Firstly, it turned out that just having a camera wasn’t enough to make you a great photographer. The skill, understanding and manipulation of that technology continues to underpin the difference between amateur shots and the work of a professional. Even more still the distinction between a professional and a world renowned artist using it as a medium.

Secondly, there wasn’t a neat displacement where photographs entirely swapped in where paintings made sense before. Yes, getting a portrait painted is now largely a niche for the royals, pompous tryhards and our fur babies to inhabit. But painting is still here. Artists spent the last 100+ years expressing novel work and broader movements within it. If anything, its true strengths and breadth have been surfaced by the removal of the ‘need’ to do what photographs do well.

Fur baby portraits, courtesy of purrandmutt.com

Thirdly, there was a cascade of things you couldn’t have predicted that photography and film opened up well beyond the bounds of painting. Magazines shifted dramatically to more visual technicolor medium in their own right, with cascading effects across consumer products, advertising, human self-perception… and yes Art. Cinema, Hollywood and multiplexes emerged, alongside film as an artform too. And 150 years later, innovation in computer vision, diagnostics and automation is all underpinned by the ability to capture light through a lens.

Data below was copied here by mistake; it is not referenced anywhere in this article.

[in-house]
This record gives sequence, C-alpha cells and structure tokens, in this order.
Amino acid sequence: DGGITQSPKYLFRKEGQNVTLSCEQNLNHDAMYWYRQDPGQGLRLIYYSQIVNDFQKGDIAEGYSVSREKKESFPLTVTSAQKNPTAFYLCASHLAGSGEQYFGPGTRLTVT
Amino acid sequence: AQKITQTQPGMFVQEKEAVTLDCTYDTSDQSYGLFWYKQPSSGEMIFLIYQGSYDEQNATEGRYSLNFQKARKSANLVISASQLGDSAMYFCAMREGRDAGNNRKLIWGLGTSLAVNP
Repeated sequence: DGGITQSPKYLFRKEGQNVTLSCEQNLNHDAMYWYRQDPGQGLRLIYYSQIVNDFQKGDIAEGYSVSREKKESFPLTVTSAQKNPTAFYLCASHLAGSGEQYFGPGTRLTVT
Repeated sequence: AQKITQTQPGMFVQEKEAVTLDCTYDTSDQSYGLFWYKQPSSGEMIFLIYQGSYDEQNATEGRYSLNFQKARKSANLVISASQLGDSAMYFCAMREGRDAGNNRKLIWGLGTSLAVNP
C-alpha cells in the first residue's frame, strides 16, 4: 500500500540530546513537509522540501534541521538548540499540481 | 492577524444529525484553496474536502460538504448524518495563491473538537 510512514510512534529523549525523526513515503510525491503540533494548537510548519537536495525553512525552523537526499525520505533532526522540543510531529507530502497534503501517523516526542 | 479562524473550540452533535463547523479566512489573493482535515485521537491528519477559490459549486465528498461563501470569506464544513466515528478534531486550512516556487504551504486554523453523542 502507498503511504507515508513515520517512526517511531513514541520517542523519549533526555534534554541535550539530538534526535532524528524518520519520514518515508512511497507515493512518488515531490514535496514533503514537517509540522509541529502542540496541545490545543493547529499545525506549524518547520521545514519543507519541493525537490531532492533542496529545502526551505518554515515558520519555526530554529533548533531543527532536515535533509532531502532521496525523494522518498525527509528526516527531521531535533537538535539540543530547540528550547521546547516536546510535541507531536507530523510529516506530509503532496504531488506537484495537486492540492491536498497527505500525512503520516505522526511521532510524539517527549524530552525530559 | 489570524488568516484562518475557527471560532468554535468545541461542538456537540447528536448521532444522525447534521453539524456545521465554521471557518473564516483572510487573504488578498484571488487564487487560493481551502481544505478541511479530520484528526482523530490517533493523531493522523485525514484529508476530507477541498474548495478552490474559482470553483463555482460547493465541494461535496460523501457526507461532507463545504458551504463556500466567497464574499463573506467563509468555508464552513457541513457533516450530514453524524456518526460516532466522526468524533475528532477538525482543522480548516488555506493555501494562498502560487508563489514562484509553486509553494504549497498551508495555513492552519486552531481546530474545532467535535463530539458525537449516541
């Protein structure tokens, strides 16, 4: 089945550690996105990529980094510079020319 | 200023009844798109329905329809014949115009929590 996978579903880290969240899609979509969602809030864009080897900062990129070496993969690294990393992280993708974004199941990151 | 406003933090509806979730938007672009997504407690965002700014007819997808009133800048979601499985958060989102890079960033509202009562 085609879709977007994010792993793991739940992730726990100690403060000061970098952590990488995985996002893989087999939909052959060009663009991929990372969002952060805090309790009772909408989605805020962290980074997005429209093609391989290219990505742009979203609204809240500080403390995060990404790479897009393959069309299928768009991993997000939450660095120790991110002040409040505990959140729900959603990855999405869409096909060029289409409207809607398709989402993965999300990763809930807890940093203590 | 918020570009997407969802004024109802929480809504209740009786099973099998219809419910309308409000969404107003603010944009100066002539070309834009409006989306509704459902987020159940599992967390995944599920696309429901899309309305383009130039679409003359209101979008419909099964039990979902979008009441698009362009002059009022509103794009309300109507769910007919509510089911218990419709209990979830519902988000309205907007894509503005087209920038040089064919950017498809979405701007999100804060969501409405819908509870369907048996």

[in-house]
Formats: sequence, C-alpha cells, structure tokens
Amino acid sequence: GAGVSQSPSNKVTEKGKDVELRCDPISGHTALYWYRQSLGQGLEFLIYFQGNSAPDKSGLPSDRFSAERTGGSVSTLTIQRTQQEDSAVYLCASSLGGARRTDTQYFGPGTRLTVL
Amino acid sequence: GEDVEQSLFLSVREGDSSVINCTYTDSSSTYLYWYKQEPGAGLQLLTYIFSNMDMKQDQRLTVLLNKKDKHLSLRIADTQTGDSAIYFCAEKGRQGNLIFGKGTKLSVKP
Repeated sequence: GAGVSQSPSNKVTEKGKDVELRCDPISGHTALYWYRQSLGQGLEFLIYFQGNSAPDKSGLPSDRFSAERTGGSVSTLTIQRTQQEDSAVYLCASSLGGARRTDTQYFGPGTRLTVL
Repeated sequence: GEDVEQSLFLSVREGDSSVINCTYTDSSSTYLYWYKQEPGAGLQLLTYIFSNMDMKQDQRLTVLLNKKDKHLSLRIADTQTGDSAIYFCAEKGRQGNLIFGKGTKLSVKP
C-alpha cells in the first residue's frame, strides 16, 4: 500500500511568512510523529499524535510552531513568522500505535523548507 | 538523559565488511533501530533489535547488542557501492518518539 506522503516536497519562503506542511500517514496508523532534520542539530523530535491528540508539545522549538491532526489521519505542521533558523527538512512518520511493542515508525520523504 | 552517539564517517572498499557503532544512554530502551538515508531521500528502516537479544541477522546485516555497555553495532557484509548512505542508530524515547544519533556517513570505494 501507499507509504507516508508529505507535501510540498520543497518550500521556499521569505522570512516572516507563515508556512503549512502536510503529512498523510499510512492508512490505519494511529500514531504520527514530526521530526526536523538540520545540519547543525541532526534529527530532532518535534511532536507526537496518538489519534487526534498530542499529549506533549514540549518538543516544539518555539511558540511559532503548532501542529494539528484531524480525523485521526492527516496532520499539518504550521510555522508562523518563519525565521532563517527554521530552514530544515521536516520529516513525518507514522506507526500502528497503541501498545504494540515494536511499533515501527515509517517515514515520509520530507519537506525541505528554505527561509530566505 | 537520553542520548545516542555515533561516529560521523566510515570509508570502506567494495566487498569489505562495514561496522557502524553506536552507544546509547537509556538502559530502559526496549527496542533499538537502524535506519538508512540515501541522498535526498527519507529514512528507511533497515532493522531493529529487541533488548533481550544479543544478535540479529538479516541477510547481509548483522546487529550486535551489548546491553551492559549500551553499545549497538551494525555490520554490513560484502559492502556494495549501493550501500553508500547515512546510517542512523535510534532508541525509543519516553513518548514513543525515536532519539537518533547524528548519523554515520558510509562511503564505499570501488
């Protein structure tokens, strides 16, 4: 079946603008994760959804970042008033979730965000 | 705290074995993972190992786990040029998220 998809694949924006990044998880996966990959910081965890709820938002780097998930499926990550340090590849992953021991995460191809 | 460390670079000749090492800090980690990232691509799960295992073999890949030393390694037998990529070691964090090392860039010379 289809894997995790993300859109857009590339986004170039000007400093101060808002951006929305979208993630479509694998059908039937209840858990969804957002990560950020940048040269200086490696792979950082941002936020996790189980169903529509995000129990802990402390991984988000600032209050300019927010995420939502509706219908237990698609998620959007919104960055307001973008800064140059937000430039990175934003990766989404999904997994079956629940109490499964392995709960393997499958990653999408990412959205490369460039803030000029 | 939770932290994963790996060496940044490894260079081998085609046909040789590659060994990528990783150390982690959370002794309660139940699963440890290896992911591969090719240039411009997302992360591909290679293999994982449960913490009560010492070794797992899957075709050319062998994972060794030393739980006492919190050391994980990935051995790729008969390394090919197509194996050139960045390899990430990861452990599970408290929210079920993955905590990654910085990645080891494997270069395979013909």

Generative AI as part of the toolkit, not the only show in town

So what might Generative AI do in the world of creative expression, given all the above.

Well - there certainly is likely to be some disruption. If you were making money from churning out fairly identikit web copy to boost SEO, you’re probably already thinking about your next move. But if photography is anything to go by, this isn’t going to be a simple transition. We might all be able to have some fun with Chat GPT and DallE. but the emergence of ‘prompt engineering’ as a skill set and an idea suggests we are still working out how to master these complex algorithms and direct them effectively.

Secondly, this isn’t going to be a neat switcheroo. You won’t swap in all writers for Chat GPT, but Chat GPT might take some of the tasks off of what we call writers plates. Or it might be more successful in making us write those meeting notes like Heamingway but stay out of the novellas. Similarly, we should expect a counter reaction in the actual medium of writing; I wouldn’t be surprised if ‘writers’ of all hues moved actively away from the Google enforced bland and reading age minimising clarity.